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The Two-Pillar Policy for the RMB from December 2015 to May 2017

Urban J. Jermann, Bin Wei, Vivian Zhanwei Yue, Aug 16, 2017

We document that since December 2015 the People’s Bank of China (PBC) has followed a “two-pillar” exchange rate policy that aims to achieve both stability and flexibility. Based on a no-arbitrage model and options price data we estimate the credibility of the policy as well as its impact on the RMB/USD exchange rate. The model was able to correctly forecast the end of the two-pillar policy in May 2017.

The Cost of China’s IPO Regulations on the Functional Efficiency of its Financial System

Charles M. C. Lee, Yuanyu Qu, Tao Shen, Nov 01, 2017

In sharp contrast with the market-and-disclosure based system in the US, IPOs in China are subject to strict regulatory rationing and control. We investigate the pricing implications of China’s IPO regulations for its publicly listed companies. We find that these regulations will give rise to significant market frictions with economic consequences for the prices, returns, and even investment decisions of China’s publicly listed companies.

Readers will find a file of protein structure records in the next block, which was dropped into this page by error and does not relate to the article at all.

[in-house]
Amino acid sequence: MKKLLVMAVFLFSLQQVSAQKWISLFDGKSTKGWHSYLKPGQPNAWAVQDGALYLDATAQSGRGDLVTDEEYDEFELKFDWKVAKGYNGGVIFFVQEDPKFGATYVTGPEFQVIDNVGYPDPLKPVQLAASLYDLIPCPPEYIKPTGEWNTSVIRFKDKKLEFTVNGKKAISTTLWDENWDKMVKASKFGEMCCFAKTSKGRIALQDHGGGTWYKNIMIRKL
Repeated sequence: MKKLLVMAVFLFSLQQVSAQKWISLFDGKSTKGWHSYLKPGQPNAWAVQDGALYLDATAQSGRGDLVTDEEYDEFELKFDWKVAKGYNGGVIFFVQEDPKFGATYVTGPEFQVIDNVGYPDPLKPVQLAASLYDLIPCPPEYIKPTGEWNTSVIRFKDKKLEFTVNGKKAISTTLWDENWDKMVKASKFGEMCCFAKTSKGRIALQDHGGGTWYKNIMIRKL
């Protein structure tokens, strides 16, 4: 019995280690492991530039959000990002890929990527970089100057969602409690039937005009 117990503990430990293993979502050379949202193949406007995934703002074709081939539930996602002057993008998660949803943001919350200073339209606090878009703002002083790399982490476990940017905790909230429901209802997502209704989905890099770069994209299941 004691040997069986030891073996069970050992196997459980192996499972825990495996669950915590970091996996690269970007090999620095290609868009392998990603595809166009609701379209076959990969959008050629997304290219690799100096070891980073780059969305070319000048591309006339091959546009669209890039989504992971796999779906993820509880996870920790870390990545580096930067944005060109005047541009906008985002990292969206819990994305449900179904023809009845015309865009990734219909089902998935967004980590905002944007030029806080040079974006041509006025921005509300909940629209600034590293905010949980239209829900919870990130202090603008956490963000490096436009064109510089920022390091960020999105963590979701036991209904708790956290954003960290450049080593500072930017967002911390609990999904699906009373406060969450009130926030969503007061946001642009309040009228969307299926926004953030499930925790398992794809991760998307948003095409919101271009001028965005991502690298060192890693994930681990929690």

Trading Restriction as a Channel of Financial Contagion—Evidence from China’s Stock Market

Laura Xiaolei Liu, Jiajie Xu, Ninghua Zhong, Oct 18, 2017

China’s stock market imposes various trading restrictions such as daily price limits and trading suspension rules, which are intended to stabilize the market during turmoil. During China’s stock market crash in the summer of 2015, these trading restrictions made many highly valued stocks non-tradable and consequently caused mutual funds facing redemption pressure or with precautious concerns to sell other tradable stocks, exacerbating their price drops.

Rebalancing in China: Progress and Prospects

Longmei Zhang, Aug 02, 2017

This paper develops a framework for China’s rebalancing, reviews past progress, and discusses medium-term prospects. China has advanced well in reducing its excessive external surplus and moving towards consumption and services, while still lagging behind in reducing credit reliance, environmental pollution, and income inequality. Going forward, the economy will continue rebalancing in many dimensions, while credit will remain China’s Achilles heel unless decisive corporate restructuring and SOE reforms are implemented.

Selective Default by Local Governments in China

Haoyu Gao, Hong Ru, Dragon Yongjun Tang, Jan 10, 2018

We identify bank loans to China’s local government financing vehicles and find that 1.7% of the loans that matured during the sample period failed to make the due payments. The LGFV loan default rate is much higher for commercial banks than for the China Development Bank, which provides more comprehensive financing for local governments than typical commercial banks. This selective default pattern is weaker during the ¥4-trillion stimulus period but stronger after 2010 when commercial banks exited the LGFV market.